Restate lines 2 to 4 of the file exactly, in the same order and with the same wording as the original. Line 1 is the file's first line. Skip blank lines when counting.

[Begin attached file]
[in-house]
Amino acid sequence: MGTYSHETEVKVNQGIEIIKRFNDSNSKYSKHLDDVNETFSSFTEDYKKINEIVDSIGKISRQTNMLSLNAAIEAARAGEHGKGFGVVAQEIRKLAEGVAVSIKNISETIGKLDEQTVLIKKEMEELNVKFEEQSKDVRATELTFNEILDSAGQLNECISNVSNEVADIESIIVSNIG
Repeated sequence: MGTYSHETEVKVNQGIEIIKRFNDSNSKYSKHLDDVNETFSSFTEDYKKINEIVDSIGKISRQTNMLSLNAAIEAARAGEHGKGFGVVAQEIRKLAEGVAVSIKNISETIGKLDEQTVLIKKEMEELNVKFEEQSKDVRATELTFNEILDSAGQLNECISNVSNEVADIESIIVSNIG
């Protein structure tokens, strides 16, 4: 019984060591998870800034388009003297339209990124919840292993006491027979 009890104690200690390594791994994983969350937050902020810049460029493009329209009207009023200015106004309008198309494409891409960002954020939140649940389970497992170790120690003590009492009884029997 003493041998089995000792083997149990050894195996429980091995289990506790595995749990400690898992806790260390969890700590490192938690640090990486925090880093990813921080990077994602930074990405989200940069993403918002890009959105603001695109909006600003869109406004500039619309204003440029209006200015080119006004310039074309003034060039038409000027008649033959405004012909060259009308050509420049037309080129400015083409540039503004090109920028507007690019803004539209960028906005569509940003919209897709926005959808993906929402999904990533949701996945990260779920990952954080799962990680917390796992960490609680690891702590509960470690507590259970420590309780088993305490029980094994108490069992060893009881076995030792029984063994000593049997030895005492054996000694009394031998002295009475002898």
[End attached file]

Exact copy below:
Amino acid sequence: MGTYSHETEVKVNQGIEIIKRFNDSNSKYSKHLDDVNETFSSFTEDYKKINEIVDSIGKISRQTNMLSLNAAIEAARAGEHGKGFGVVAQEIRKLAEGVAVSIKNISETIGKLDEQTVLIKKEMEELNVKFEEQSKDVRATELTFNEILDSAGQLNECISNVSNEVADIESIIVSNIG
Repeated sequence: MGTYSHETEVKVNQGIEIIKRFNDSNSKYSKHLDDVNETFSSFTEDYKKINEIVDSIGKISRQTNMLSLNAAIEAARAGEHGKGFGVVAQEIRKLAEGVAVSIKNISETIGKLDEQTVLIKKEMEELNVKFEEQSKDVRATELTFNEILDSAGQLNECISNVSNEVADIESIIVSNIG
């Protein structure tokens, strides 16, 4: 019984060591998870800034388009003297339209990124919840292993006491027979 009890104690200690390594791994994983969350937050902020810049460029493009329209009207009023200015106004309008198309494409891409960002954020939140649940389970497992170790120690003590009492009884029997 003493041998089995000792083997149990050894195996429980091995289990506790595995749990400690898992806790260390969890700590490192938690640090990486925090880093990813921080990077994602930074990405989200940069993403918002890009959105603001695109909006600003869109406004500039619309204003440029209006200015080119006004310039074309003034060039038409000027008649033959405004012909060259009308050509420049037309080129400015083409540039503004090109920028507007690019803004539209960028906005569509940003919209897709926005959808993906929402999904990533949701996945990260779920990952954080799962990680917390796992960490609680690891702590509960470690507590259970420590309780088993305490029980094994108490069992060893009881076995030792029984063994000593049997030895005492054996000694009394031998002295009475002898």